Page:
Above Photo: Egyptian journalists hold up their cameras during a protest against the interior minister following the arrest of colleagues for covering anti-government demonstrations, outside the Egyptian Press Syndicate in downtown Cairo, April 28, 2016. (photo by REUTERS/Mohamed Abd El Ghany)
CAIRO — On May 1, just two days before World Press Freedom day, Egyptian police raided the Press Syndicate in Cairo and randomly detained a number of journalists as they were working. This measure against media workers represents a dangerous escalation in the security services’ campaign targeting journalists in a country that the Committee to Protect Journalists describes as “among the world’s worst jailers of journalists.”
The crisis between journalists and the security services escalated against the backdrop of April 25 demonstrations protesting the maritime border demarcation agreement that included handing over control of Tiran and Sanafir islands to Saudi Arabia. The security forces had prevented journalists and photographers from covering the protest, and 46 journalists were arrested that day. Members of the Press Syndicate board were also intimidated by groups of pro-government thugs who attacked and surrounded the syndicate’s headquarters and prevented journalists from entering the building April 25.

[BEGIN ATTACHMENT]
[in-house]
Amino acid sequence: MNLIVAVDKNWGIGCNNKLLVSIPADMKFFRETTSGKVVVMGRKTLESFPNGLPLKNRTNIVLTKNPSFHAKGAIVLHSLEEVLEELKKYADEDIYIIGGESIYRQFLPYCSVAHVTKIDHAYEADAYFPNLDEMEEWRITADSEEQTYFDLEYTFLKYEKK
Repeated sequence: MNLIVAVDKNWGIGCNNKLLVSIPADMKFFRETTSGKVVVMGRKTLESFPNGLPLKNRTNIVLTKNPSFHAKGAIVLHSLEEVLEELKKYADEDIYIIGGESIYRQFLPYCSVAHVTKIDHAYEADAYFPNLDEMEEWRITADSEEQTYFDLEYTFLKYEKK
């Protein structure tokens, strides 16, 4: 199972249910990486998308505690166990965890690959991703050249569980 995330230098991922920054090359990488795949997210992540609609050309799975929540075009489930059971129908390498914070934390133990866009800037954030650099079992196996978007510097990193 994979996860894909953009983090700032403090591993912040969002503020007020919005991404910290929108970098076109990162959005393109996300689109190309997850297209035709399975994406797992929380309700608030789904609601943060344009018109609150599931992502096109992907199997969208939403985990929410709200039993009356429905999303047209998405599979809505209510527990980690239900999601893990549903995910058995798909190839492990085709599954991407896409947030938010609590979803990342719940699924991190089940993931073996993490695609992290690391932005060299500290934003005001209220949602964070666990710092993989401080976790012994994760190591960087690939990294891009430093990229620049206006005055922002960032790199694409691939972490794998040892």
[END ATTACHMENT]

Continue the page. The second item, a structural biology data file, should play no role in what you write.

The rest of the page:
In response to the random arrests and intimidation faced by journalists, the Press Syndicate and journalists filed a total of 17 motions with the public prosecutor against the interior minister and head of the Cairo Security Directorate. In addition, on April 28, protesters organized marches in which they carried pens and cameras and headed toward the office of the public prosecutor with signs that read “Journalism isn’t a crime,” condemning the police’s recent actions against journalists.
Yet despite the journalists’ “uprising” against these detentions and random arrests, police campaigns targeting them continued. During the May 1 raid on the Press Syndicate, security forces arrested Amr Badr, editor-in-chief of the privately owned online news site Yanair Gate, as well as Mahmoud al-Saqa, a journalist for the same outlet. At the time of their detention, they were participating in a sit-in at the syndicate to protest against the storming of their homes by security forces last month and accusations they face of inciting protests against the state.
Just hours after the raid and arrests, hundreds of journalists headed toward the Press Syndicate headquarters to protest the measures. The syndicate’s board held an emergency meeting at 2 a.m. May 2, which ended with a demand for the resignation of the interior minister, a call for an open-ended sit-in and an emergency meeting of the syndicate’s general assembly on the afternoon of May 4 to consider the decisions they should take to maintain the dignity of the journalism profession.